• 3 cups (600g) granulated sugar
  • 1 ½ cups brewed coffee, cooled
  • 1 ½ cup buttermilk
  • ¾ cup neutral vegetable oil
  • 1 tsp vanilla

Peanut butter cream cheese frosting

  • 1 cup (8 oz) cream cheese, softened
  • ½ cup (1 stick, 4 oz) unsalted butter, softened
  • ½ cup peanut butter (I use Jif creamy in all my baking)
  • 1 tsp vanilla
  • 2 cups (8oz) confectioners sugar plus more as desired for taste or consistency

Peanut butter chocolate ganache

  • 9 oz semisweet chocolate, melted
  • ½ cup heavy cream
  • ¼ cup peanut butter ( I use Jif creamy in all my baking)


Chocolate cake layers

  • Preheat the oven to 300°F.
  • Lightly butter three 9" cake pans, line the bottoms with parchment paper, and butter the paper. Use the unsweetened cocoa powder to "flour" the pans and set aside.
  • Sift flour, cocoa, baking powder, baking soda, and salt into a medium bowl.
  • In a bowl of a stand mixer or large bowl if you are using a hand mixer, beat the eggs on medium speed until pale yellow (3-5 minutes).
  • Add the sugar and beat for a couple of minutes.
  • Add the cooled chocolate and mix, then add the coffee buttermilk, oil, and vanilla.
  • Add the dry ingredients and combine on low speed for 1 minute or by hand until just combined. If you are using a stand mixer, be careful because you might end up with cocoa mixture everywhere!
  • Divide equally into the prepared pans. Before putting them in the oven, thwack them gingerly on the countertop once or twice to remove any air bubbles.
  • Bake for about 60 minutes, until a toothpick inserted into the center comes out clean and the edges are just starting to pull away from the side of the pan.
  • Cool cake layers in the pan. You may need to run a spatula or knife around the edge of the cake pans to get the layers to release (see notes).

Peanut butter cream cheese frosting

  • Put the cream cheese, butter, and peanut butter in the stand mixer or medium bowl if using a hand mixer, and beat until well combined (3-5 minutes).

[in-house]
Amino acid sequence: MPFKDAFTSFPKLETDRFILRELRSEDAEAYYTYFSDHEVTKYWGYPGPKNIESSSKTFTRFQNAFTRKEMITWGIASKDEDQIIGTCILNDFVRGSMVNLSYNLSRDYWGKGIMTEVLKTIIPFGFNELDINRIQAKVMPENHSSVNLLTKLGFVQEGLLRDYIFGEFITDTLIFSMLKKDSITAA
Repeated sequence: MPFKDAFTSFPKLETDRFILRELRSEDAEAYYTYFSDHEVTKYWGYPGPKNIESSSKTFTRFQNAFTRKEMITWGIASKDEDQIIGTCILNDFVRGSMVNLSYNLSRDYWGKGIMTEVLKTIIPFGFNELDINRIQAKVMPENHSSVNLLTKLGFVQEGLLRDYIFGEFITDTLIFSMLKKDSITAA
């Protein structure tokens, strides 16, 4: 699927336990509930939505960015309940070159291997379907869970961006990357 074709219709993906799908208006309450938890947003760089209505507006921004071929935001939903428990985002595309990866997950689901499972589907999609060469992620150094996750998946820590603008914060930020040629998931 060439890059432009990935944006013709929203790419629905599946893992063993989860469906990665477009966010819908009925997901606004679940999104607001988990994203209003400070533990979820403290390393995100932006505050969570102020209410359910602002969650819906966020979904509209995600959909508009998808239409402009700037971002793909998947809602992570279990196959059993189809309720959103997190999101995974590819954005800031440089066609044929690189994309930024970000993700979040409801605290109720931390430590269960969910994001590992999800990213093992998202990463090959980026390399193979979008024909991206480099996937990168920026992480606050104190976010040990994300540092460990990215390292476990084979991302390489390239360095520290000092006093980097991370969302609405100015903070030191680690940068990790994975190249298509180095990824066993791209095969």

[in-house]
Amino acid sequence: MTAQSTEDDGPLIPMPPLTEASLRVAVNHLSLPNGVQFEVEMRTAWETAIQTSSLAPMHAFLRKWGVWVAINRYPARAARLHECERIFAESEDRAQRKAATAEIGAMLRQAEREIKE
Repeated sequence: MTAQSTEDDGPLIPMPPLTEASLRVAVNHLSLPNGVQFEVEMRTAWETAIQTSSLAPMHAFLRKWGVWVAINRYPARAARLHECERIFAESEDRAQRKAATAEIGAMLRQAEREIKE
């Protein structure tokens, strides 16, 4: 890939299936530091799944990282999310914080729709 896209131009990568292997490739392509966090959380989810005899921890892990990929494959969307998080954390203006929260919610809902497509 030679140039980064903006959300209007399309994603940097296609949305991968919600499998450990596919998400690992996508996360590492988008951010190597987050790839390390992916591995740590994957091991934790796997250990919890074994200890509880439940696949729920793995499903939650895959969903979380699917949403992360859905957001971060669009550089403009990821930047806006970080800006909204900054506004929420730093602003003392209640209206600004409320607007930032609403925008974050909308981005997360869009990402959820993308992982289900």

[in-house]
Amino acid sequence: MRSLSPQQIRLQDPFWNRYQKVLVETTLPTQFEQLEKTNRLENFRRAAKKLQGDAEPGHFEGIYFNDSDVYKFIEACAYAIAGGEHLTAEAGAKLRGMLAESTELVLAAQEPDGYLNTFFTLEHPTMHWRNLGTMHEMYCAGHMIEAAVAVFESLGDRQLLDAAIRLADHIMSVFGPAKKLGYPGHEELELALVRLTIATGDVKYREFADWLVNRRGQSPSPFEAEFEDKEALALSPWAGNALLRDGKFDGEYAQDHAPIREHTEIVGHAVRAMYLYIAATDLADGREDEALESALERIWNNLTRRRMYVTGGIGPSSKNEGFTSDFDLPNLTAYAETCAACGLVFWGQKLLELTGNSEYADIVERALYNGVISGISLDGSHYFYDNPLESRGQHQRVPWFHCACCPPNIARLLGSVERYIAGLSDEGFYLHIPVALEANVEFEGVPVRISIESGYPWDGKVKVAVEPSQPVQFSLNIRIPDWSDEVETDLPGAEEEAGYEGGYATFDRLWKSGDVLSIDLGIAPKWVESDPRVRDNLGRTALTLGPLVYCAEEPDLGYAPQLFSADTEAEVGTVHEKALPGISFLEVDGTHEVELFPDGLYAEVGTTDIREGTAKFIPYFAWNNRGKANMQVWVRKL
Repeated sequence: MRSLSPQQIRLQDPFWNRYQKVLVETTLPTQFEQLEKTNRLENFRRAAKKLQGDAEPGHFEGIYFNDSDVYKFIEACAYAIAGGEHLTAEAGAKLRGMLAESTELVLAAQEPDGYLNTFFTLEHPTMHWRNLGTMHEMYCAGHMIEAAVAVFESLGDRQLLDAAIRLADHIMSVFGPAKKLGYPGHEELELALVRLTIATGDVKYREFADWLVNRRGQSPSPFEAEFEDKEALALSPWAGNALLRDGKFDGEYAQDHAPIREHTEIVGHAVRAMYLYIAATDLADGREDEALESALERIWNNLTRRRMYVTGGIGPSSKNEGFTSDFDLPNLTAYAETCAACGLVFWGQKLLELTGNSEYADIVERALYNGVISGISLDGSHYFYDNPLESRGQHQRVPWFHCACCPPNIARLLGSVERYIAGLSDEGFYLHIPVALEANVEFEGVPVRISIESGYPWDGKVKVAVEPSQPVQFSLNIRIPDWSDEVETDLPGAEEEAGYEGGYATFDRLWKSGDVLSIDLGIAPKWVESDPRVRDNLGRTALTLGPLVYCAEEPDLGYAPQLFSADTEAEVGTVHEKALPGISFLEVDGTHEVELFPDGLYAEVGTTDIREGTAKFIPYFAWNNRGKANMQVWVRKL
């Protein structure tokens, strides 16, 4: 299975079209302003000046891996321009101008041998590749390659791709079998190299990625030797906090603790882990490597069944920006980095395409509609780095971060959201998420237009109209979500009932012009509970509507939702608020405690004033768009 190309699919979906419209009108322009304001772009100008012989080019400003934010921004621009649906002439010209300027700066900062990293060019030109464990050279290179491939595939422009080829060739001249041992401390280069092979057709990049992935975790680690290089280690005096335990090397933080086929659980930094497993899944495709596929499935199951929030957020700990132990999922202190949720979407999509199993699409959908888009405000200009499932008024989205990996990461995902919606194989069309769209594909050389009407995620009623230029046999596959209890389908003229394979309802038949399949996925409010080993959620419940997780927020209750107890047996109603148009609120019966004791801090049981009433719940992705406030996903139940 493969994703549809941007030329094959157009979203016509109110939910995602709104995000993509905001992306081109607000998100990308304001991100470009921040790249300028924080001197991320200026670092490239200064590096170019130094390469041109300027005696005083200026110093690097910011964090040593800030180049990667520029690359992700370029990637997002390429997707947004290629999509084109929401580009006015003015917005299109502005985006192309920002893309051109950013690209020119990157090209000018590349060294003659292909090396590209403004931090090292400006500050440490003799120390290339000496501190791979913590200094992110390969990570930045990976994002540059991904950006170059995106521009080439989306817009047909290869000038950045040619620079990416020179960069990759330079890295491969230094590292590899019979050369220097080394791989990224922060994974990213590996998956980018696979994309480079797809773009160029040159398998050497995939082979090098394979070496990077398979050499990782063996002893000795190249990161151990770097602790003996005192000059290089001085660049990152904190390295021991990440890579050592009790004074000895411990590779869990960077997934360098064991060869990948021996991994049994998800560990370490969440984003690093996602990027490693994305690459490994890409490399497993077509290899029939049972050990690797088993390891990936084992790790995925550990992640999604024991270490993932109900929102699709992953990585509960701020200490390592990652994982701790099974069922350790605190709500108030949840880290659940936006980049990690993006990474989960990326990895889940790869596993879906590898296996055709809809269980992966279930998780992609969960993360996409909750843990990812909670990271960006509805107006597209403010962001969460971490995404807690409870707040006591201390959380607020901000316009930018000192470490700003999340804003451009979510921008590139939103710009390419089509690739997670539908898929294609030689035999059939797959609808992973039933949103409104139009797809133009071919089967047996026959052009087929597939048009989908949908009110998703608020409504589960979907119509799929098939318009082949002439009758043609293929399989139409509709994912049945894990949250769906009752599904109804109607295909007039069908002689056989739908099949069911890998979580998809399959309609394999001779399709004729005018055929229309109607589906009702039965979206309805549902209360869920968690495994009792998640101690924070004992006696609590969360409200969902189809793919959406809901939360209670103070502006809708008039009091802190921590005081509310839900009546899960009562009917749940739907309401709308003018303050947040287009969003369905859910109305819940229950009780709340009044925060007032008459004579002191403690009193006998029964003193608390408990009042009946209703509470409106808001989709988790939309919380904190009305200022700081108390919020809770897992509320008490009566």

• Add the vanilla and beat until combined.
  • Add the confectioners sugar and beat, scraping down the bowl as necessary. If you want a sweeter frosting, or if you want a thicker consistency (particularly if it is very warm where you are), add more sugar by a cupful at a time.
  • To frost, place one cake layer right side up on a cake stand or plate. Use 1/2 cup of frosting and spread it into a thin layer. Carefully place the second layer right side up on top and repeat.
  • Place the third layer right side up on top. If you want to make a crumb layer so that cake crumbs don't appear on the outside of your cake (see note), spread a thin layer of frosting and then put the cake in the fridge. Otherwise use the remaining frosting to coat the cake, making the frosting (esp the sides) as smooth as possible.
  • Put the cake in the refrigerator while making the ganache.

Peanut butter chocolate ganache

  • Melt the chocolate in a double boiler or in a small metal bowl over a pot of slightly simmering water.
  • In a small pot, heat the cream and peanut butter over low heat until the peanut butter has dissolved into the cream and the mixture is just starting to simmer.
  • Add the cream and peanut butter to the chocolate and whisk until smooth and uniform. Let cool (see note).
  • When the ganache has cooled to a dripping consistency (see note), use a squeeze bottle or spoon to drip a layer around the top of the cake, letting the ganache drip down the cake side every inch or so.
  • Fill in the center of the cake with ganache and smooth the top, being careful not to push the ganache over the sides of the cake.

What’s next?

If you make this peanut butter chocolate drip cake or have questions about how to make it, please comment and/or share a pic!

Make another cake, like the purple velvet cake, from the uglyducklingbakery cake archives.

Or, if you’re a chocolate and peanut butter lover like me, you’d want to check out the house favorite – my peanut butter chocolate chip and peanut butter chip cookies or these chocolate peanut butter bonbons.

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Previous challenges:
Week 1: New Year new recipe – blueberry galette
Week 2: seasonal – Smitten Kitchen’s grapefruit pound cake
Week 3: Great British Bake Off – Kate’s sticky toffee apple caramel cake
Week 4: Australia – sausage rolls
Week 5: bite sized – cookies
Week 6: Chinese New Year – mushroom bao
Week 7: new tool – baguette baker
Week 8: chocolate – chocolate peanut butter bonbons
Week 9: timed bake – under 1 hour! chocolate chip scones
Week 10: allergy/diet restriction – macarons
Week 11: quick breads – kale and cheese quick bread
Week 12: signature bake – purple cow bread
Week 13: enriched breads (kale and cheese babka fail)
Week 14: childhood favorite –fudgy triple layer chocolate cake with chocolate ganache frosting
Week 15: decorating challenge – purple velvet cake
Week 16: crispy crunchy – bacon cheddar popcorn

next week: Pâte à Choux